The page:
October 27 - Clausen Kran took its Liebherr LTR 1060 crawler crane off-road to extend a tunnel on the Gornergrat railway in the Swiss Canton of Wallis.
The LTR 1060 was driven around tight bends and on gradients of up to 40 percent along a mountain pass to the project site, which was more than 2,000 m above sea level.
A tunnel on the Gornergrat railway - the second-highest mountain railway in Europe - is currently being extended to allow the construction of a ski run. The LTR 1060 telescopic crawler crane has already proven its qualities in high Alpine terrain on several occasions in the past, but the challenges for this job were drastically greater than usual, said Liebherr. Gravel tracks with tight bends, steep slopes and intense gradients had to be overcome on the 920 m route to the construction site.
Clausen Kran liaised with Liebherr's technical engineers to discuss the feasibility of this difficult task. The overall centre of gravity of the machine was calculated to ensure that it would not tip over and would remain manoeuvrable along the route.
The LTR 1060 was calibrated without ballast at a gross weight of 38 tonnes and the boom at an angle of 20 degrees, to ensure it could safely negotiate the pass. In addition the hook block had to be secured to prevent it swinging.
The narrowness of the track meant the crane could only traverse the snaking route with its crawler chassis retracted. However the mobility of the crane was severely restricted as a result of the poor ratio between the crawler length and the track width.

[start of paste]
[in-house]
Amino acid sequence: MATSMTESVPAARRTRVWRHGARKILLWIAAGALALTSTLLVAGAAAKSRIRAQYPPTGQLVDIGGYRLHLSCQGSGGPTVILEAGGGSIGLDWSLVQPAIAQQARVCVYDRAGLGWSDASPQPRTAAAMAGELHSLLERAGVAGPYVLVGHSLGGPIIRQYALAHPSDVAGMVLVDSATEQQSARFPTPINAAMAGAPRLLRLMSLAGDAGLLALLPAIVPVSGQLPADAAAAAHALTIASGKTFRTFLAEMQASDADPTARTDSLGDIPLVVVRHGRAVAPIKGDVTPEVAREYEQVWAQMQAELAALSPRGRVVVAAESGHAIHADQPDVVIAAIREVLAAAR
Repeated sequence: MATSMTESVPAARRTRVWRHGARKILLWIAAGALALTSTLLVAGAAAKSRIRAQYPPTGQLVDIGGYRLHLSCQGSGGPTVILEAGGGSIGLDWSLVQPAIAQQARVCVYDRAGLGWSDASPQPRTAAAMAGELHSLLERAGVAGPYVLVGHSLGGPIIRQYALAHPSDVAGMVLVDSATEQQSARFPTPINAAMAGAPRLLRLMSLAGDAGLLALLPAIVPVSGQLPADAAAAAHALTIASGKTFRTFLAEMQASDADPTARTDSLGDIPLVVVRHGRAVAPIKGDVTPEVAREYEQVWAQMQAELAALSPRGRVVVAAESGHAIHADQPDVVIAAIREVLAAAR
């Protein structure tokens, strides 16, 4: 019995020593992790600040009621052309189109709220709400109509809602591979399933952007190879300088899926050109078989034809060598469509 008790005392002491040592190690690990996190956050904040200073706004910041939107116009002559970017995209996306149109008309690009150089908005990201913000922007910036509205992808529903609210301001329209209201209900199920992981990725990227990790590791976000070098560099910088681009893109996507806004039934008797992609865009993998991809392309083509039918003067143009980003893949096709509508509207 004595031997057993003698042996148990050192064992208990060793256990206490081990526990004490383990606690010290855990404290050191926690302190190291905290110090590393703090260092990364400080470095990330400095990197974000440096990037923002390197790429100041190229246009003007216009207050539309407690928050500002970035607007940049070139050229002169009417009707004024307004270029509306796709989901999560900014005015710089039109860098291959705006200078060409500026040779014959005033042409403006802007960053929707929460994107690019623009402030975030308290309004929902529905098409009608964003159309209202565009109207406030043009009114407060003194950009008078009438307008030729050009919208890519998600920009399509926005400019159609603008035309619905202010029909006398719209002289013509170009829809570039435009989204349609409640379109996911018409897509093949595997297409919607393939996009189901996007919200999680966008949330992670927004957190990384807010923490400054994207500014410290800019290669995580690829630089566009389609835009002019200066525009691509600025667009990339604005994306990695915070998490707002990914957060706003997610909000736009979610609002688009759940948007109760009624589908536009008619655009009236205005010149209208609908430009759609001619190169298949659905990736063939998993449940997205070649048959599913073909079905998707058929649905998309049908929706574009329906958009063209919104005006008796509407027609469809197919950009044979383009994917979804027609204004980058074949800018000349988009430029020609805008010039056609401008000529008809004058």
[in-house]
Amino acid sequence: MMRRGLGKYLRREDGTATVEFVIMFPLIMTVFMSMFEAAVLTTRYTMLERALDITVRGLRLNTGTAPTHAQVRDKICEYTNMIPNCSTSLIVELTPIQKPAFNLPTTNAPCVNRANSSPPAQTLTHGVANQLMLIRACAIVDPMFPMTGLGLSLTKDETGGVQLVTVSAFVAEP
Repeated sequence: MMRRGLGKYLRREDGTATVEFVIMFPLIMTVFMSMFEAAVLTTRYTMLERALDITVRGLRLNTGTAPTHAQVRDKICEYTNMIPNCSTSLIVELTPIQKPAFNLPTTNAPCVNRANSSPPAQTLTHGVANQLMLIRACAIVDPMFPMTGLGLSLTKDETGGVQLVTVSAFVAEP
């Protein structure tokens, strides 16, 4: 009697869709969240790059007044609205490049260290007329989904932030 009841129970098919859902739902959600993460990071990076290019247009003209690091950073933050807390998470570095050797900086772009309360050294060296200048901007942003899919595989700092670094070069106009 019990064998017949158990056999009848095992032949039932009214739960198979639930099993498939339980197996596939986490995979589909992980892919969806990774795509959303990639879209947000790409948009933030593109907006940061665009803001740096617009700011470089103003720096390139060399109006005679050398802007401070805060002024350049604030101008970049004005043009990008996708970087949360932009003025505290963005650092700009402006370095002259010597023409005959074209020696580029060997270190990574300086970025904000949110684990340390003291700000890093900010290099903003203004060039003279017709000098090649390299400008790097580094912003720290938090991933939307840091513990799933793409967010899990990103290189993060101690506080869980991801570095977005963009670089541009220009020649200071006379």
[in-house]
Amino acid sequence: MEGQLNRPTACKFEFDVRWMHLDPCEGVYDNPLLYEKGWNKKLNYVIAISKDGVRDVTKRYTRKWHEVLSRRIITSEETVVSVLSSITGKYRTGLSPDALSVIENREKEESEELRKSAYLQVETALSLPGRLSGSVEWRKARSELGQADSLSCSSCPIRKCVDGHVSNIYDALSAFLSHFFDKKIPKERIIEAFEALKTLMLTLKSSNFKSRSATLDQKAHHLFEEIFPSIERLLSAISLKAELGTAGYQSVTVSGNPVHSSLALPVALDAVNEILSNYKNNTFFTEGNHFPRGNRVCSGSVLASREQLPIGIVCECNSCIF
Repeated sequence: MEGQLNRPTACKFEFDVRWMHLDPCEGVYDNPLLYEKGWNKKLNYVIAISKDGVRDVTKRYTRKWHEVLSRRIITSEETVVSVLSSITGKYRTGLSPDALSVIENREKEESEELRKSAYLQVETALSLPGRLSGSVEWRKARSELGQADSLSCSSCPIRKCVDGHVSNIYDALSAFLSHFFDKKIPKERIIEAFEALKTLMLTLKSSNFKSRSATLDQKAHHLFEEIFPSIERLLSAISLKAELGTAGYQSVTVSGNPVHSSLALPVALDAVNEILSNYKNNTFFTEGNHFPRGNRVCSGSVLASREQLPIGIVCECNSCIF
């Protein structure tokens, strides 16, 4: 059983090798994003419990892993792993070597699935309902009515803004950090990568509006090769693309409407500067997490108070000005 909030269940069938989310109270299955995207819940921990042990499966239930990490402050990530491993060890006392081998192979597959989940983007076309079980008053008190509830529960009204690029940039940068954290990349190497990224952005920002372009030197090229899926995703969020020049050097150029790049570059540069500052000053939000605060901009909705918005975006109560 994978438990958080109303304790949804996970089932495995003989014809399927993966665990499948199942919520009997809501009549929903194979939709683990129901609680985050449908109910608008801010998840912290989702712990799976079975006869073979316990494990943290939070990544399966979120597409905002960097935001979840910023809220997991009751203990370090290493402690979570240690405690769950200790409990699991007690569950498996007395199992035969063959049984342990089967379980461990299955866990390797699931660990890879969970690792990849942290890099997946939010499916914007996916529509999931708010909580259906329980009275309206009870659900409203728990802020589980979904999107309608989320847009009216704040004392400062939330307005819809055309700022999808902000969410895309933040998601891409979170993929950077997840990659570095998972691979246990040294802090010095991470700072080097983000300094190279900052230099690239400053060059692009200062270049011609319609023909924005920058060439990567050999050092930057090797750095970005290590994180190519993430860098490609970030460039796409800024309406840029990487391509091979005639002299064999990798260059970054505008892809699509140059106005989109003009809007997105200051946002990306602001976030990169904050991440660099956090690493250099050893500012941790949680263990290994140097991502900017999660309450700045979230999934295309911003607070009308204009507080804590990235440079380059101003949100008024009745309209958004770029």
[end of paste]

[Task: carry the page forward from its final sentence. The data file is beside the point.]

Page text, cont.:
To allow the vehicle to be steered in the tight bends, 1 m lengths of square timber were placed under the inner crawler chains to act as pivots. Another recommendation from Liebherr was that the direction of travel of the crawler chassis should be selected so that the chain drives were at the rear, to ensure the crawler chain remained taut on the ground at all times.
Bringing the crane to project site using a low loader was also difficult, said Clausen Kran. A bridge with a low weight capacity had to be traversed, and the LTR 1060 had to be unloaded just before the crossing. The vehicles were then driven across the bridge one at a time. The LTR 1060 was then driven back on to the low loader, which took it up to an altitude of 1,840 m above sea level. At this point company owner, Geri Clausen, got into the crane cab and started the two-hour journey up the mountain. The final few metres had to be driven in reverse to enable the crane to access the site more easily.
"We have lots of sites where this highly manoeuvrable crane is simply perfect," said Mr Clausen.